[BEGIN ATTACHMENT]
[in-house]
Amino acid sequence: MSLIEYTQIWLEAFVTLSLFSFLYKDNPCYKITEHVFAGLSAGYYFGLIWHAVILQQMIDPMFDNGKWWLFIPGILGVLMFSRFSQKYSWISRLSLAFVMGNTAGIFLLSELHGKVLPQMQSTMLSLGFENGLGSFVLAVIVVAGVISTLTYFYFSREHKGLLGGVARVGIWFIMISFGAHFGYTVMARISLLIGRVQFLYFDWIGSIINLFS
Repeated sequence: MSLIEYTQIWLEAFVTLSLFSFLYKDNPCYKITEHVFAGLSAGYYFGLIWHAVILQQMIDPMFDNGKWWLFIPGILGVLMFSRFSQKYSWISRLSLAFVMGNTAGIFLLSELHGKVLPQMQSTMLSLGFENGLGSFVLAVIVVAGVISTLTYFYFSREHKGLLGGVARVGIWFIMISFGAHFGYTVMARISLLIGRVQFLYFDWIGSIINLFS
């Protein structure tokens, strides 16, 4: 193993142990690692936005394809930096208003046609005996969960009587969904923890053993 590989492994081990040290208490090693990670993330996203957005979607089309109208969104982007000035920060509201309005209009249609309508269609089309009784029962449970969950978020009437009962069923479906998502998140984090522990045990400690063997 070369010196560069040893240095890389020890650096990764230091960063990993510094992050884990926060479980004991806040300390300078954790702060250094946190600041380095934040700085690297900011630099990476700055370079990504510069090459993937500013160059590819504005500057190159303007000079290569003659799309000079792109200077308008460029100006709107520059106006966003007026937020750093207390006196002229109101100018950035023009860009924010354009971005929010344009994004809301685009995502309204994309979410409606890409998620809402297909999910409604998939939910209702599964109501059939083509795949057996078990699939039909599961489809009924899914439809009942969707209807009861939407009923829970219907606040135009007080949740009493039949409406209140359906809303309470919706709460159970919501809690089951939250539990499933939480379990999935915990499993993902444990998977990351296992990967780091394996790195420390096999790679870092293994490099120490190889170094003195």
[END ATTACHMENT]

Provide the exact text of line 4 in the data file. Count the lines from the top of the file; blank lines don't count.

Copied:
């Protein structure tokens, strides 16, 4: 193993142990690692936005394809930096208003046609005996969960009587969904923890053993 590989492994081990040290208490090693990670993330996203957005979607089309109208969104982007000035920060509201309005209009249609309508269609089309009784029962449970969950978020009437009962069923479906998502998140984090522990045990400690063997 070369010196560069040893240095890389020890650096990764230091960063990993510094992050884990926060479980004991806040300390300078954790702060250094946190600041380095934040700085690297900011630099990476700055370079990504510069090459993937500013160059590819504005500057190159303007000079290569003659799309000079792109200077308008460029100006709107520059106006966003007026937020750093207390006196002229109101100018950035023009860009924010354009971005929010344009994004809301685009995502309204994309979410409606890409998620809402297909999910409604998939939910209702599964109501059939083509795949057996078990699939039909599961489809009924899914439809009942969707209807009861939407009923829970219907606040135009007080949740009493039949409406209140359906809303309470919706709460159970919501809690089951939250539990499933939480379990999935915990499993993902444990998977990351296992990967780091394996790195420390096999790679870092293994490099120490190889170094003195």